When a team trades away its two franchise players, like the Oklahoma City Thunder did last offseason, they tend to get little pub the ensuing season; that has happened. In the same situation, that team tends to fall off the map a bit from a record standpoint. The Thunder have not done that. Rather they find themselves in the thick of the Western Conference playoff mix.
This is amazing.
The Thunder traded away two of the best players in the NBA, Russell Westbrook and Paul George. They were viewed as turning the page and entering a rebuild, and why wouldn’t you think that? Westbrook was Thunder royalty, and trading George a year after re-signing him to a four-year, $137 million deal would signify that the Thunder are embarking on a fire sale.
All offseason — and really the first half of the regular season — we kept waiting for them to trade Chris Paul, who was acquired as part of the team’s return on Westbrook from the Houston Rockets, Danilo Gallinari, who was acquired as part of the team’s return on George from the Los Angeles Clippers, and Steven Adams. They held on to all of them.
Even in doing so, few viewed head coach Billy Donovan’s roster as a contender, and some even felt they’d miss the playoffs. Well, they’re 33-22 and own the sixth seed in the West at the All-Star break.
They’re finding success with a bit of an unconventional approach: three point guards leading the scoring charge.
Paul, Shai Gilgeous-Alexander, and Dennis Schroder have been splendid.
Chris Paul has been Chris Paul: a fiery floor general who’s a deadly midrange shooter and a stout defender. He has taken the role of mentor with the Thunder and is boasting a stat line in line with what you’d expect; Paul is averaging 17.4 points, 6.7 assists, five rebounds, and 1.6 steals per game.
Gilgeous-Alexander, who was also acquired from the Clippers for George, is a rising star. He’s a steady ball handler, shoots well off the dribble, hits the boards at a high rate for a guard, and is taking more command with the ball in his hands. This season he’s averaging 19.5 points, 6.1 rebounds, and 1.2 steals per game.
Schroder is one of the league’s quietest scoring assassins. Coming off the bench, he provides the Thunder with instant offense by means of shooting and scoring off the dribble. He’s also adept at finding the open man. Albeit Schroder doesn’t start, the point guard is still averaging 19.3 points in 31.2 minutes per contest.
It’s rare to see three guards and/or ball dominant players putting forth that production on a playoff team.
Meanwhile, Gallinari and Adams are having impressive seasons, too.
Gallinari has been the best version of himself this season. He’s scoring in a bevy of ways, providing the Thunder with a frontline scorer. The veteran forward is averaging 19.3 points per game while shooting 40.7 percent from beyond the arc. Like the bulk of the aforementioned players, Adams has been his typical self: a rim protector who finishes inside with ease.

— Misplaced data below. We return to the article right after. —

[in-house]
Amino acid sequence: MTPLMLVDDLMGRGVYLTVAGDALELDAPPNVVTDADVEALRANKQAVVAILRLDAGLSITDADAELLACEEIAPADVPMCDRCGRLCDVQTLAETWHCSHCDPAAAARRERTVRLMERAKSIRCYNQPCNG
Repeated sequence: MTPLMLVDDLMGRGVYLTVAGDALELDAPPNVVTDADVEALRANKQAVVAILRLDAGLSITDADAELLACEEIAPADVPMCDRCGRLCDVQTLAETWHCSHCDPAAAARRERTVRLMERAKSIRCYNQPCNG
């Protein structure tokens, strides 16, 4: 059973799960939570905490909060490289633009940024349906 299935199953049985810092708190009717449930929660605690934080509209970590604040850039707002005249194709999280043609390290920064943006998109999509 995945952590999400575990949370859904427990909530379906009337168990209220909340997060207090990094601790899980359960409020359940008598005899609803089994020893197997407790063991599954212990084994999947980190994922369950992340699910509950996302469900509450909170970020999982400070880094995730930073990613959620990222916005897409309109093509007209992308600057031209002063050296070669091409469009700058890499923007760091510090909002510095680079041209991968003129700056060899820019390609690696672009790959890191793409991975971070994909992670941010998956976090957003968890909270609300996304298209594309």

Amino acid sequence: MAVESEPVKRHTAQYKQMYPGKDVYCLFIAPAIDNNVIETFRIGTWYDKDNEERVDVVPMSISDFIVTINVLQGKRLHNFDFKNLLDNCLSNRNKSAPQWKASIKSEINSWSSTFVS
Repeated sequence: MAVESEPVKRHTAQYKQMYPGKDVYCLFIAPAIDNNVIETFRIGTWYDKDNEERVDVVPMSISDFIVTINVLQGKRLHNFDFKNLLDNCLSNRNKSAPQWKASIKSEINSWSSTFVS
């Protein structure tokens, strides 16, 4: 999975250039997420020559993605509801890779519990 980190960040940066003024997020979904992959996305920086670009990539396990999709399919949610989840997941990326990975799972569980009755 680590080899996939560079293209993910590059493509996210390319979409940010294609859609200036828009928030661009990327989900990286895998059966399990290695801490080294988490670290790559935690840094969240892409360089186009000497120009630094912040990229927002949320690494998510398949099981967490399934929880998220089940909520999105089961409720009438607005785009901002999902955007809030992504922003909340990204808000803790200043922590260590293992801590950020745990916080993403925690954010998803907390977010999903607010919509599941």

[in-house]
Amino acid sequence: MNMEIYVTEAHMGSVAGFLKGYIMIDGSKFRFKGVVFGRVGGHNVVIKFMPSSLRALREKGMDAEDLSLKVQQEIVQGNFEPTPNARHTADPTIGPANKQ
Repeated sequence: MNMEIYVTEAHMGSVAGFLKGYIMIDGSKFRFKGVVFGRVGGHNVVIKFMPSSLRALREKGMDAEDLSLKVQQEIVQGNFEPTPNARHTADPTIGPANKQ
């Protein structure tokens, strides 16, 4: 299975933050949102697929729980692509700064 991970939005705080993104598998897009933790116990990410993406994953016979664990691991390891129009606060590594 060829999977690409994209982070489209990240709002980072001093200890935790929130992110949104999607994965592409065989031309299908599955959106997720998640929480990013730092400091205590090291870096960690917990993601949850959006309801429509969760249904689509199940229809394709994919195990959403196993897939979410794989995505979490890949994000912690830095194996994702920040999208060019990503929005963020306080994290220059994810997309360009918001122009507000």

And now he’s draining three pointers! Okay, not really, but this three pointer he hit in Oklahoma City’s Thursday night matchup with the New Orleans Pelicans was cool.
Last season the Thunder were 37-20 at the All-Star break. The season prior they were 33-26. These records are in the same ballpark as the one they sport this season, but there’s widely different expectations this time around. Heck, there are none.
How many people would’ve believed that the Thunder would be eight and a half games into the playoffs in February back in training camp? Who thought that Paul would still be with them past the NBA trade deadline? Did it seem feasible that they’d have three point guards scoring at a high rate and not getting in each others’ way?
If the Thunder were out of the playoff picture and sellers before the NBA trade deadline, some would’ve applauded them with the mindset that this was an inevitable outcome to begin with. There’s no pressure on them. It’s the opposite vibe that has surrounded the Thunder the last decade.
In years past the recurring question has been whether they would escape the first round of the playoffs or if Westbrook would play differently. What’s the nagging question this year?
They’re not relying on one player; their offense is multiple players doing their job both in the starting five and off the bench. The mere fact that a team perceived as being in a transition year or poised to take a back seat for a year is in the middle of the Western Conference playoff picture should pencil Donovan in as a finalist for the NBA Coach of the Year Award.
Every season has produced a new criticism of Donovan. People call for his head on a stick on a yearly basis whether it be because of stars of years past not being on the same page or Oklahoma City’s postseason shortcomings. This season he has a team of individuals who were widely disregarded. If you’re going to rip Donovan when his team comes up short, you have to give him some credit when his team defies expectations.
While the NBA world debates which Los Angeles team would beat the other in a seven-game playoff series, observes how Westbrook and James Harden fare down the stretch in Houston, and waits for the Dallas Mavericks to get healthy, among other storylines, the Thunder are playing great basketball.
Why can’t they make noise in the playoffs? This is a group of veterans with a great deal of playoff experience. They’ve gelled all season and have won 25 of their last 35 games.
The Oklahoma City Thunder aren’t going anywhere. At some point, you can’t keep getting overlooked.